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Circuit with a capacitor problem

  1. Feb 17, 2004 #1
    I've just been reading about capacitors and I have some (stupid?) questions... First, how can there be a current in a (series) circuit with a capacitor when there is an insulating material or vacuum between the plates (or whatever makes up the capacitor)?? i don't get it.. Second (pretty much the same as the first), how can you apply Kirchoff's closed loop law to a circuit in which there is a capacitor - it isn't closed when there can be no current through the insulator or vacuum in the capacitor??

    I know I posted this twice, but just encountered the College Level Help forum..
     
  2. jcsd
  3. Feb 17, 2004 #2

    NateTG

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    First off:

    How can there be a current in a circuit that is in series with a capacitor. For DC circuits, the amount of charge that can flow in a circuit like that is effectively limited by the amount of charge that can be stored in the capacitor. (This is effectively the reverse of discharging the capacitor)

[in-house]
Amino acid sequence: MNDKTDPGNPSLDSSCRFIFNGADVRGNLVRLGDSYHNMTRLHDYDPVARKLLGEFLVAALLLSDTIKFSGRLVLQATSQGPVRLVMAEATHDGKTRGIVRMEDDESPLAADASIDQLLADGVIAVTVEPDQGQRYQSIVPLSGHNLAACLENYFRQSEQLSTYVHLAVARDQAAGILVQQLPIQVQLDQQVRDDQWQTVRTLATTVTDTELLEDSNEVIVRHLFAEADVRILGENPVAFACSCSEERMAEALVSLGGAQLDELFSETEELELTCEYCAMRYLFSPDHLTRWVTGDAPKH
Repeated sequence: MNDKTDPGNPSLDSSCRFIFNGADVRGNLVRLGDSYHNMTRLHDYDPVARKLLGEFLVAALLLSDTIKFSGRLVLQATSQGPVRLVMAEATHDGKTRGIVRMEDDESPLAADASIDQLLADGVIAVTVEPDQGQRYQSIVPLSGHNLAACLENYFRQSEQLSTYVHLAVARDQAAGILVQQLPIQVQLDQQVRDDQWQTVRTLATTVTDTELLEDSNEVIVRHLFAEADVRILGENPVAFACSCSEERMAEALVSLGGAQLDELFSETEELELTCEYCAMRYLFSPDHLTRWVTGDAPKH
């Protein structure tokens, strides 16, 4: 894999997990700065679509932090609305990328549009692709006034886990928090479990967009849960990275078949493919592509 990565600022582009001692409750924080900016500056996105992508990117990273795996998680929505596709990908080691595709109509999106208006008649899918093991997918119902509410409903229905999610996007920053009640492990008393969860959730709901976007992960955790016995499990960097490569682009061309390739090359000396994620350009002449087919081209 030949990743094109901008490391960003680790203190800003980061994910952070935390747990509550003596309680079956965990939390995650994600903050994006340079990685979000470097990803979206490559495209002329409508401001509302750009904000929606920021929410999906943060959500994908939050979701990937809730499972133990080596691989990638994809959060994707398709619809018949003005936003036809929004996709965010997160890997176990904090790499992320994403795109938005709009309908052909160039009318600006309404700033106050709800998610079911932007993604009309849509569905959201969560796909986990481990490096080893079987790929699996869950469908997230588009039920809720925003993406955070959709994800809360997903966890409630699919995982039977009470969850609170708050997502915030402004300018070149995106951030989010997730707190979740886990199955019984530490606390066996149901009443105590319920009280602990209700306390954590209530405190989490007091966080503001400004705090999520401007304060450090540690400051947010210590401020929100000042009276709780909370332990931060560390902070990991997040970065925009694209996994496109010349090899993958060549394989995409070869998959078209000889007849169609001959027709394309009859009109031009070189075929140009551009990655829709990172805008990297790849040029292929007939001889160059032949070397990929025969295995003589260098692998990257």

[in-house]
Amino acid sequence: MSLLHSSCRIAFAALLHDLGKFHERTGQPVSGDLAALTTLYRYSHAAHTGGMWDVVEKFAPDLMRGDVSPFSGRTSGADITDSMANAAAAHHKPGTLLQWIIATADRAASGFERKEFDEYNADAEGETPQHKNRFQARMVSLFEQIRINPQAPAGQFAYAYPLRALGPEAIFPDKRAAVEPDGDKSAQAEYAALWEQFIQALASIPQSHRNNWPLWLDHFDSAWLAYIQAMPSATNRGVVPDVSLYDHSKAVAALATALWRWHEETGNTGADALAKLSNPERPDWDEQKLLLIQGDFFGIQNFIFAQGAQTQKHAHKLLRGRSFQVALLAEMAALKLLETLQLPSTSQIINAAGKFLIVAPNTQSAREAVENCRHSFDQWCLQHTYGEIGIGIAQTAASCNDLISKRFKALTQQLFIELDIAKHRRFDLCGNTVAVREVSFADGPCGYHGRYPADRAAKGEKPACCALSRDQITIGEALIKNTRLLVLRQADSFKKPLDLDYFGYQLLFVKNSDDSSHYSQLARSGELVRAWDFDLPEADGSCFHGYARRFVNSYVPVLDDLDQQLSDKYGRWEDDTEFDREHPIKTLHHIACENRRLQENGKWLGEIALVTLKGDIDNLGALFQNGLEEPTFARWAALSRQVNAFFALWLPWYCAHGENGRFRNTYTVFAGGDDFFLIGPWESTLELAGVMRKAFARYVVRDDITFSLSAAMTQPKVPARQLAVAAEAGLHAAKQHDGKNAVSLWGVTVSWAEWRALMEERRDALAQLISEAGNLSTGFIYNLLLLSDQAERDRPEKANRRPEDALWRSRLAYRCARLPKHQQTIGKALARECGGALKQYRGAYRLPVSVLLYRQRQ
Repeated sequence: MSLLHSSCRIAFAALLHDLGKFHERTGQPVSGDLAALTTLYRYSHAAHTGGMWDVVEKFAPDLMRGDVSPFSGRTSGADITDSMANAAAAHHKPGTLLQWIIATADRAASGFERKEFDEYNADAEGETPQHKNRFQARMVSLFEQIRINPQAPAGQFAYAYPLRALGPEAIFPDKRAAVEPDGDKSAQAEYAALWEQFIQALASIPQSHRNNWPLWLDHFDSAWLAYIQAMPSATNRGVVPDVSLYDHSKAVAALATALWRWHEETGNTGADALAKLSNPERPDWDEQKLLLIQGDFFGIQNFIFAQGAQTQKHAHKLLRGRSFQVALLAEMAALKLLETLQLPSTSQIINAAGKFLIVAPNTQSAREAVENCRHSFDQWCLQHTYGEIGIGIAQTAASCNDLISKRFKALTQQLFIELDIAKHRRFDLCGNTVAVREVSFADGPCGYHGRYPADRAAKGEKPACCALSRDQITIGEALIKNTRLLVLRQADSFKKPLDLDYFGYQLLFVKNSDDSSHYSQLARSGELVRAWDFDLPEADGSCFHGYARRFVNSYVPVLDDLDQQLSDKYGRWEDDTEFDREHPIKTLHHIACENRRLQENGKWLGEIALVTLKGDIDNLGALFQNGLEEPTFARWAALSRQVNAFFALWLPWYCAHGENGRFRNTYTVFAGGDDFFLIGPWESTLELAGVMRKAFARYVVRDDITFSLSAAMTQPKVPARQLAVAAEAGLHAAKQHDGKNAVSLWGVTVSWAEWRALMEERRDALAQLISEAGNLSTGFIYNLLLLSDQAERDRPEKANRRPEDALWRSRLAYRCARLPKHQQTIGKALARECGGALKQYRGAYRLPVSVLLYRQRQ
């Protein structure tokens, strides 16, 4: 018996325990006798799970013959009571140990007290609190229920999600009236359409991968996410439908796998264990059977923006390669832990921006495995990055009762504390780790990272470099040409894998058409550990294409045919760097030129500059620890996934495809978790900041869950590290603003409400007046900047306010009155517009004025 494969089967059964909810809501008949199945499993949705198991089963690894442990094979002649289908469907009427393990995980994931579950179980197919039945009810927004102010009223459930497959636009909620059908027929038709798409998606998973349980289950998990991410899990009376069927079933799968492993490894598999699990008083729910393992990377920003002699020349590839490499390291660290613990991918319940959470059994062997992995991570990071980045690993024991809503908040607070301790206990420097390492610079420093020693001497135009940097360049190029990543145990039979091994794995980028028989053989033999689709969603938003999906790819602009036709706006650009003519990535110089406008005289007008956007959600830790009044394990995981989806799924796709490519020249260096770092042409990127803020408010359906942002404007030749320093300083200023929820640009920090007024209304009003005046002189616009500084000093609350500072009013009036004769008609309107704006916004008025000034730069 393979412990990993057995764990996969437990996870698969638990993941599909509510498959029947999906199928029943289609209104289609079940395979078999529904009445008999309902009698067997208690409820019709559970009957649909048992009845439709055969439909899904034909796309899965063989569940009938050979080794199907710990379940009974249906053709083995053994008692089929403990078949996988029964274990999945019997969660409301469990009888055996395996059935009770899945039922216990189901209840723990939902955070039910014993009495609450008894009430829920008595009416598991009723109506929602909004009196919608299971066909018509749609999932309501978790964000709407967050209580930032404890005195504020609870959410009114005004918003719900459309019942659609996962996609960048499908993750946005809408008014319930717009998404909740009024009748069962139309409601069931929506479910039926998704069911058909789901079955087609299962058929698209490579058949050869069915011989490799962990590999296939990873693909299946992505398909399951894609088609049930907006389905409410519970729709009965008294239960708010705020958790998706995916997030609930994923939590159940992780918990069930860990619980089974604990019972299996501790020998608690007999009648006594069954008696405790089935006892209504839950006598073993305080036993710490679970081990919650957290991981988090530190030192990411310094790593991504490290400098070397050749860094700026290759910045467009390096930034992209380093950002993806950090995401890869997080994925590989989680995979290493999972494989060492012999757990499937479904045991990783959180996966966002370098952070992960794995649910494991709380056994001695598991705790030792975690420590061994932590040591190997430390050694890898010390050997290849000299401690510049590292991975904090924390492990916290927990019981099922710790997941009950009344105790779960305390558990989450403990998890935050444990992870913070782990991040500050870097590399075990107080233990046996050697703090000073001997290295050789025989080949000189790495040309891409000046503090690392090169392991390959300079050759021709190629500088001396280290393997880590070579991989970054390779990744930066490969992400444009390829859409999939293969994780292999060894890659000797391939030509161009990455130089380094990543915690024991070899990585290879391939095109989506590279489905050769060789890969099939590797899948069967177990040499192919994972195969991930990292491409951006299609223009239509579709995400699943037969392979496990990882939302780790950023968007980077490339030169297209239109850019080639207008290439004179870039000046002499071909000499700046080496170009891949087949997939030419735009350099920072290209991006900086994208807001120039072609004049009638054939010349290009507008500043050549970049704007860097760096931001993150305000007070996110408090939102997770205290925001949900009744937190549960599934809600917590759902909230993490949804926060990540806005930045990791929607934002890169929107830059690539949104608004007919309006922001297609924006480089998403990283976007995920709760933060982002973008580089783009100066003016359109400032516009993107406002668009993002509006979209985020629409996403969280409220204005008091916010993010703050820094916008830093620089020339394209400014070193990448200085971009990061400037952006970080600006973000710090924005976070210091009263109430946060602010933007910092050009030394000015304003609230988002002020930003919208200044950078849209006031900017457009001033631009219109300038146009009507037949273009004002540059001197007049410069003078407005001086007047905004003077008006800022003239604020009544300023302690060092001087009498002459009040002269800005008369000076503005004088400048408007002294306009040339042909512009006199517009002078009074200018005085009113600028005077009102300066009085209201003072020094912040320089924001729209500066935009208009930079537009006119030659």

In an AC circuit things are a bit more complicated. The capacitor can store charge, so that when the source inverts, charge will flow from the source to the capacitor, or from the capacitor to the source.

    I'm not familiar with Kirchoff's closed loop formula, but hopefully the comment above was helpfull.
     
  4. Feb 17, 2004 #3
    thanks for the answer.. no charge can flow through a capacitor, but there's still a current in the circuit determined by the charge on the capacitor?? i.e. when the capacitor is fully charged I = 0??
     
  5. Feb 17, 2004 #4

    NateTG

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    Technically it's when the potential difference between the capacitor plates is equal to the potential difference on the capacitor leads. ('Fully charged' might require a higher potiential difference that the circuit supplies.)

    There is also leakage, butt you shoudn't have to worry about that.
     
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